Why Manchester is the new creative epicentre of neo-soul and hip-hop
There’s something dislocating about the experience of Julianna Barwick’s music: a tendency to a lapse in aural recognition and certainty. Although I know for sure I’ve spent plenty of time with third album ‘Nepenthe’ recently – and previous work ‘The Magic Place’ at many points over the last few years – there are still times when I go back and hit play and feel like I’m hearing Barwick afresh for the very first time. The effect is one of an appealing impenetrableness, a sense of always being on the outside looking in, and one that both stirs and chills the listener.
Much of this impact can be put down to the singularity in the backbone of Barwick’s sound: picking up where previous work left off, ‘Nepenthe’ is built around those ocean waves of wordless voice, always different and always the same, simultaneously so human but with an amorphousness that contorts into alien directions. But unlike last year’s stark one-off track Never Change, ‘Nepenthe’ offers new ground in its richness of instrumentation – a change that can be put down to the presence of Sigur Rós associate Alex Somers on production. This may not surprise many all that familiar with the post-rock Icelander's extensive back catalogue, and it’s a reference point that’s felt throughout. While this is no problem in itself, the effect is that sonically moments such as The Harbinger or Pyrrhic’s speakerphone murmurings – or the aged, toy pianos used on Crystal Lake – can come off as ever so slightly Sigur Rós-by-numbers.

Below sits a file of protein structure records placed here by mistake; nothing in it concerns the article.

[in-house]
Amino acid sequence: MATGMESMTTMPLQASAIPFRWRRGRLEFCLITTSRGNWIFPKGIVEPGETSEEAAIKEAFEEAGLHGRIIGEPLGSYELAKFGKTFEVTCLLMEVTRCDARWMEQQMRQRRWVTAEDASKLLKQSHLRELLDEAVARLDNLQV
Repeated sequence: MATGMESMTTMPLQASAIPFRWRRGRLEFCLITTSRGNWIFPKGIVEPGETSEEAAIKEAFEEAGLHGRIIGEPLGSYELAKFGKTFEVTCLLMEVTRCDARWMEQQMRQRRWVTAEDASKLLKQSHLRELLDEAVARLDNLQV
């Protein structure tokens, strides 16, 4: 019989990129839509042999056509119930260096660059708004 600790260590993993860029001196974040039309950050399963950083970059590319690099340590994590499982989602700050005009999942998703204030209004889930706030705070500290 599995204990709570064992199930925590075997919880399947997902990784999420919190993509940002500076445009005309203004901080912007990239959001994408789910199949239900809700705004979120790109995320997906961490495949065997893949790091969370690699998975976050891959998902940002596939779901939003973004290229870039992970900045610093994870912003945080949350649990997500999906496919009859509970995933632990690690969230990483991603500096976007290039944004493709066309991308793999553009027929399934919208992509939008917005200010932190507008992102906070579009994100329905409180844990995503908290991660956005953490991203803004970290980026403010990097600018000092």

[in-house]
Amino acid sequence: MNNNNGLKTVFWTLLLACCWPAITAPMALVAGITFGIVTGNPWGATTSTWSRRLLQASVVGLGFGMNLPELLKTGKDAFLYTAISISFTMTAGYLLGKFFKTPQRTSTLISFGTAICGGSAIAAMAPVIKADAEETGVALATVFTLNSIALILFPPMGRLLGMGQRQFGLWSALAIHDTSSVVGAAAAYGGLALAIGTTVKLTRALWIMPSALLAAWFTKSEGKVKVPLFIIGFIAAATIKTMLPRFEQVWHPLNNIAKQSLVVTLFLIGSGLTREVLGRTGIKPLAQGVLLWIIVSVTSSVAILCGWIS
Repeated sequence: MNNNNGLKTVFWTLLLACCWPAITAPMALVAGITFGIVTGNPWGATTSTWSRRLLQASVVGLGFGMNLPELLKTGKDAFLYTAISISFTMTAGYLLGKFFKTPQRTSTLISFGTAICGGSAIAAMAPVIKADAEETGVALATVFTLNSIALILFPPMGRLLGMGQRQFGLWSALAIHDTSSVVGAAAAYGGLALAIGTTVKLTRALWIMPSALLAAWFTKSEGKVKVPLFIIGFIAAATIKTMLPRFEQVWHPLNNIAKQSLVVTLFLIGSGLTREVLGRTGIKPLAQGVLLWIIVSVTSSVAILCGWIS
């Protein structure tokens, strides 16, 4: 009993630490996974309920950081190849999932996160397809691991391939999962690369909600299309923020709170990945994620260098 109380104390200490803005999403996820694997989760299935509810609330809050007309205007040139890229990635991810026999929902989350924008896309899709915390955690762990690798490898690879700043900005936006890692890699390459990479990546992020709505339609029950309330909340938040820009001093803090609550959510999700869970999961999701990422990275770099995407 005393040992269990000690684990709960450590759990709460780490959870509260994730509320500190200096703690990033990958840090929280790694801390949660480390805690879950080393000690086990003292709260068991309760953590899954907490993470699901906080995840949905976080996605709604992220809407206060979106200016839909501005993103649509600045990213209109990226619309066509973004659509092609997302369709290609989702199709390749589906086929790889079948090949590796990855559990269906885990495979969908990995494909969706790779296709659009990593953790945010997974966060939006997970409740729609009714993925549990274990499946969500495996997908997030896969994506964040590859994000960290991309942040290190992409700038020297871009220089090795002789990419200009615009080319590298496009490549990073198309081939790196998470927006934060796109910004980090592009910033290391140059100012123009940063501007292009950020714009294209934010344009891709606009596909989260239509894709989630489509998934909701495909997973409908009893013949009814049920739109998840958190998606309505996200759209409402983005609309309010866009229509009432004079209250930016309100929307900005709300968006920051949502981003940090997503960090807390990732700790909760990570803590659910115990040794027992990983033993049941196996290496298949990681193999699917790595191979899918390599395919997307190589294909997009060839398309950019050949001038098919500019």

On the flipside, at other moments this wider palette can be flooring: Labryinthine’s vox and piano grind their way inside of you, and closer Waving To You’s bowed string occupies ground between discomfort and a paper-thin beauty, ultimately all the more haunting for the absence of Barwick’s looped voice. The effect is like the oxygen suddenly being sucked out of the air around you, or a flickering figure eventually disappearing on the horizon. But the ghosts of those transfixing vocal layers – that drop out so suddenly from previous track Crystal Lake – still spook the album's closing reflective moments.
It must be said these criticisms of the overall sound of ‘Nepenthe’ may be rather harsh considering that its making involved Sigur Rós collaborators in Somers and string ensemble Amiina, the guitarist from múm, and was inspired by, written and recorded in Iceland. But it does mean that ‘Nepenthe’ feels more grounded in context than the otherworldliness that many will have experienced with ‘The Magic Place’. While it’s arguable whether anything on ‘Nepenthe’ reaches the zenith of White Flag, it’s exciting hearing Barwick attempting fuller “songwriting” with tracks like One Half. ‘Nepenthe’ is a record that feels like it could comfortably feature in Brian Eno’s regenerative hospital room; whether listening for the first time or the hundredth, Barwick’s spiritual craft is nothing short of medicine for the soul.
Dead Oceans released 'Nepenthe' on the 12th August 2013.